Following an offseason of steroid revelations and confessions, Saunders said he would not vote for Rodriguez [for the All Star Game], regardless of whatever compelling numbers he puts up.
As Saunders put it to the Los Angeles Times, “It’s over for him.”
Speaking following Saturday night’s game against Kansas City, flush with his 1-0 victory over previously unbeaten sensation Zack Greinke, Saunders didn’t buy that fans are greeting the returning Rodriguez with a “forgive-and-forget” attitude.
“I think the fans do care,” Saunders said. “Pretty much everybody wants a game without cheating.”
This isn’t the first time an opposing pitcher has blasted A-Rod publicly about his admitted steroid use; back in February Astros’ ace Roy Oswalt said he wanted to see A-Rod’s numbers erased from the record books. I certainly understand the disdain people feel for steroid users, but opposing players coming out like this are walking on thin ice.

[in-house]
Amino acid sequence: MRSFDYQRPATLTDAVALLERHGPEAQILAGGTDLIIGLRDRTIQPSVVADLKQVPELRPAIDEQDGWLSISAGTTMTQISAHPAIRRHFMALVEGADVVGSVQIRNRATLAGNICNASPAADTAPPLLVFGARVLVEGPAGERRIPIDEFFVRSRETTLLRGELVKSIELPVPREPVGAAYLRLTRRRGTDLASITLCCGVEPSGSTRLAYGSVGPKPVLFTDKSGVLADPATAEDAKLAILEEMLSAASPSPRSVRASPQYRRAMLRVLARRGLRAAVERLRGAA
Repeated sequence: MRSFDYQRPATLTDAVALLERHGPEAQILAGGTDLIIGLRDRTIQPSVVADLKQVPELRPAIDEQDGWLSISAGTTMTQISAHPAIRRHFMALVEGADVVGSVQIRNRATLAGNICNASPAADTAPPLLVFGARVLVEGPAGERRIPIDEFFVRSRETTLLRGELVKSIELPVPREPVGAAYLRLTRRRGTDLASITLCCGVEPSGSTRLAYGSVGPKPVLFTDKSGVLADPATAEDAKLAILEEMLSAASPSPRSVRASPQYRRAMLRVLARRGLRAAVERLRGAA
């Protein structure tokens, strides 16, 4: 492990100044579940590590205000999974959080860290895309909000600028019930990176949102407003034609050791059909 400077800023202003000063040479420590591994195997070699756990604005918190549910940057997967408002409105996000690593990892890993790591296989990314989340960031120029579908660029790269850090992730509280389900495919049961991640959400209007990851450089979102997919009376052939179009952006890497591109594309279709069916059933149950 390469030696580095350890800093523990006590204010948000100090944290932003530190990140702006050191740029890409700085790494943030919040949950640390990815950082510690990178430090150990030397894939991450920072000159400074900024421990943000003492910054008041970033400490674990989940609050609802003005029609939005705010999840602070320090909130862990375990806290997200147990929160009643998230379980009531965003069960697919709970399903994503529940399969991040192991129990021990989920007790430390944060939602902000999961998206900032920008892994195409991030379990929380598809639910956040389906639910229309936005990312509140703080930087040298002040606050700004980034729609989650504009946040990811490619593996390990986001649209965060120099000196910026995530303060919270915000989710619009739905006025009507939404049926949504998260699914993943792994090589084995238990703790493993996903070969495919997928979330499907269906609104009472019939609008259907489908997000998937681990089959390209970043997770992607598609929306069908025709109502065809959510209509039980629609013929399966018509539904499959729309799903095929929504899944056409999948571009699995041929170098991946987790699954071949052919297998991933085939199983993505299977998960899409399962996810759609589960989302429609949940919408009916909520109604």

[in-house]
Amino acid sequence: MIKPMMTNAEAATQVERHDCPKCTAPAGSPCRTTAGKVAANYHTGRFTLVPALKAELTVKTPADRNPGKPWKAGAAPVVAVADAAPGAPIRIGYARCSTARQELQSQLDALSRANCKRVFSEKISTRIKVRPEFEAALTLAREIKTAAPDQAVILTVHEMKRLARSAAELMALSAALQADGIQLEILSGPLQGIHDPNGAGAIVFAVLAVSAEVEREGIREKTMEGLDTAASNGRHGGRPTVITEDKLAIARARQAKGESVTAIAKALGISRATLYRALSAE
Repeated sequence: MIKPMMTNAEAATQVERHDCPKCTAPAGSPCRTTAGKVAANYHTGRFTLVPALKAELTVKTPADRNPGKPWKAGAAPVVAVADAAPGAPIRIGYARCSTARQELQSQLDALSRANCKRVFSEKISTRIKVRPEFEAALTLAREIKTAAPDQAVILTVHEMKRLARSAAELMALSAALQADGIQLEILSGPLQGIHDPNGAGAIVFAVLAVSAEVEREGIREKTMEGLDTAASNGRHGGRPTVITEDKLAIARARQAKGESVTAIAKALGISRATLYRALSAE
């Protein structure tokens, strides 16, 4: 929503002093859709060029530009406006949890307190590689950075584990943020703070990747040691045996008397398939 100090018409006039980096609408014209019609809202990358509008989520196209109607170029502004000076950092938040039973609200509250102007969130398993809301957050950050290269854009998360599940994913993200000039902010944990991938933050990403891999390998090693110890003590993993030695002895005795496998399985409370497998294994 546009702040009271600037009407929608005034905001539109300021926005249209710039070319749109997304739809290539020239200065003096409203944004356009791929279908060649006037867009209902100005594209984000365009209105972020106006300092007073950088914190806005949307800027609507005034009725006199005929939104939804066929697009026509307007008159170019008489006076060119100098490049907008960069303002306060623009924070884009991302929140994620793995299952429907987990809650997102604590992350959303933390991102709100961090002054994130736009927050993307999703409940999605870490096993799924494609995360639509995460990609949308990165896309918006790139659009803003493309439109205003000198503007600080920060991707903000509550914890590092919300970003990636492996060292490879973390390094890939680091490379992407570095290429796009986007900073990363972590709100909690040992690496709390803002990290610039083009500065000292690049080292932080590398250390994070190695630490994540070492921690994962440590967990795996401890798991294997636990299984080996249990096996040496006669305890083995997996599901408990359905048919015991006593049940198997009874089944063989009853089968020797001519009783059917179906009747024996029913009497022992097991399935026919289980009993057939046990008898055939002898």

Joe Saunders made the All-Star team last year with Gary Matthews Jr. (linked to HGH) on his team. Roy Oswalt has been – or still is – teammates with Roger Clemens, Miguel Tejada, and Stephen Randolph, all of whom were named in the Mitchell Report. Are these two really naive enough to think that they’ve never benefited from a teammate that was using PEDs? We’re talking about a very slippery slope here.
I’m not saying that players who used steroids aren’t cheaters or anything like that, because they obviously are. I’m not even saying that A-Rod should make the All-Star team, chances are he won’t have the numbers after missing over a month with his hip injury. It’s just that people who come out and blast known users need to realize there’s two coins to this PED stuff, and chances are they’ve been impacted in a positive way (stats wise) by a teammate on something they shouldn’t have been. The grass isn’t always greener.